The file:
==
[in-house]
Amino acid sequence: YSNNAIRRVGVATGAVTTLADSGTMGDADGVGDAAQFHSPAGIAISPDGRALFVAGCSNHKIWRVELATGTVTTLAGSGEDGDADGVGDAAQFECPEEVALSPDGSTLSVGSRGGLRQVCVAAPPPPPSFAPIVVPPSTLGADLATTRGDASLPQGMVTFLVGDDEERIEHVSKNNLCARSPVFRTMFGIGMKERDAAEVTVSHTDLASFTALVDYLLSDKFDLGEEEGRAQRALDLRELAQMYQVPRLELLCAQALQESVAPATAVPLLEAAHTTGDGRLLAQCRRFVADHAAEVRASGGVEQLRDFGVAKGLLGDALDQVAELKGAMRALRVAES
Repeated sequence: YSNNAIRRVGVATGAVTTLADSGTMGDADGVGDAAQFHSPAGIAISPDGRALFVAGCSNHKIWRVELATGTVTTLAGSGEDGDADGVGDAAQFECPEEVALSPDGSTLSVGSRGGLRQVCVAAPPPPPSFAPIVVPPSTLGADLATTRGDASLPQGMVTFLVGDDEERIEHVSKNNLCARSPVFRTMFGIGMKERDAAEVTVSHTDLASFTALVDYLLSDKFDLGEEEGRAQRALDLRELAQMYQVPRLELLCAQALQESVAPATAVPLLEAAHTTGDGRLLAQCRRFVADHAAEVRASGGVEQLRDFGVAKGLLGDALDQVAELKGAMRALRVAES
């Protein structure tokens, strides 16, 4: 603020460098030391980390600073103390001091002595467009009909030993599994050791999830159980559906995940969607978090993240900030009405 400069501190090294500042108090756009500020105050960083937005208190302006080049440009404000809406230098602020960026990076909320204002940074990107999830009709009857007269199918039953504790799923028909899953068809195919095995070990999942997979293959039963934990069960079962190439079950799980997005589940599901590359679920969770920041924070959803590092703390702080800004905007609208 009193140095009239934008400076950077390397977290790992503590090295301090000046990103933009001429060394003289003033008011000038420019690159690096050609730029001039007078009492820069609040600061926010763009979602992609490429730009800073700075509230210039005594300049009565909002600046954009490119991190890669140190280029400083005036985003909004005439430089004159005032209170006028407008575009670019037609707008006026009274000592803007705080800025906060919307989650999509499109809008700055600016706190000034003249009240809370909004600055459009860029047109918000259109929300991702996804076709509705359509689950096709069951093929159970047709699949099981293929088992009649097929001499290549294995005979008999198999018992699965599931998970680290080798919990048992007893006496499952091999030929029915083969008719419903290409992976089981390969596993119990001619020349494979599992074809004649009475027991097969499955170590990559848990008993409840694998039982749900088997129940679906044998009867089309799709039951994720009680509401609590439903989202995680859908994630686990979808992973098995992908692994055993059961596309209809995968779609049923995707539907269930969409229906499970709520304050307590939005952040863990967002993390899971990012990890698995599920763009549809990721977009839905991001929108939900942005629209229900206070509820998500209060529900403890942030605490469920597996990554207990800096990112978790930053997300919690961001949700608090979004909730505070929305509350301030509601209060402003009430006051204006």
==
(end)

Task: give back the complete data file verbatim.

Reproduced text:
[in-house]
Amino acid sequence: YSNNAIRRVGVATGAVTTLADSGTMGDADGVGDAAQFHSPAGIAISPDGRALFVAGCSNHKIWRVELATGTVTTLAGSGEDGDADGVGDAAQFECPEEVALSPDGSTLSVGSRGGLRQVCVAAPPPPPSFAPIVVPPSTLGADLATTRGDASLPQGMVTFLVGDDEERIEHVSKNNLCARSPVFRTMFGIGMKERDAAEVTVSHTDLASFTALVDYLLSDKFDLGEEEGRAQRALDLRELAQMYQVPRLELLCAQALQESVAPATAVPLLEAAHTTGDGRLLAQCRRFVADHAAEVRASGGVEQLRDFGVAKGLLGDALDQVAELKGAMRALRVAES
Repeated sequence: YSNNAIRRVGVATGAVTTLADSGTMGDADGVGDAAQFHSPAGIAISPDGRALFVAGCSNHKIWRVELATGTVTTLAGSGEDGDADGVGDAAQFECPEEVALSPDGSTLSVGSRGGLRQVCVAAPPPPPSFAPIVVPPSTLGADLATTRGDASLPQGMVTFLVGDDEERIEHVSKNNLCARSPVFRTMFGIGMKERDAAEVTVSHTDLASFTALVDYLLSDKFDLGEEEGRAQRALDLRELAQMYQVPRLELLCAQALQESVAPATAVPLLEAAHTTGDGRLLAQCRRFVADHAAEVRASGGVEQLRDFGVAKGLLGDALDQVAELKGAMRALRVAES
């Protein structure tokens, strides 16, 4: 603020460098030391980390600073103390001091002595467009009909030993599994050791999830159980559906995940969607978090993240900030009405 400069501190090294500042108090756009500020105050960083937005208190302006080049440009404000809406230098602020960026990076909320204002940074990107999830009709009857007269199918039953504790799923028909899953068809195919095995070990999942997979293959039963934990069960079962190439079950799980997005589940599901590359679920969770920041924070959803590092703390702080800004905007609208 009193140095009239934008400076950077390397977290790992503590090295301090000046990103933009001429060394003289003033008011000038420019690159690096050609730029001039007078009492820069609040600061926010763009979602992609490429730009800073700075509230210039005594300049009565909002600046954009490119991190890669140190280029400083005036985003909004005439430089004159005032209170006028407008575009670019037609707008006026009274000592803007705080800025906060919307989650999509499109809008700055600016706190000034003249009240809370909004600055459009860029047109918000259109929300991702996804076709509705359509689950096709069951093929159970047709699949099981293929088992009649097929001499290549294995005979008999198999018992699965599931998970680290080798919990048992007893006496499952091999030929029915083969008719419903290409992976089981390969596993119990001619020349494979599992074809004649009475027991097969499955170590990559848990008993409840694998039982749900088997129940679906044998009867089309799709039951994720009680509401609590439903989202995680859908994630686990979808992973098995992908692994055993059961596309209809995968779609049923995707539907269930969409229906499970709520304050307590939005952040863990967002993390899971990012990890698995599920763009549809990721977009839905991001929108939900942005629209229900206070509820998500209060529900403890942030605490469920597996990554207990800096990112978790930053997300919690961001949700608090979004909730505070929305509350301030509601209060402003009430006051204006």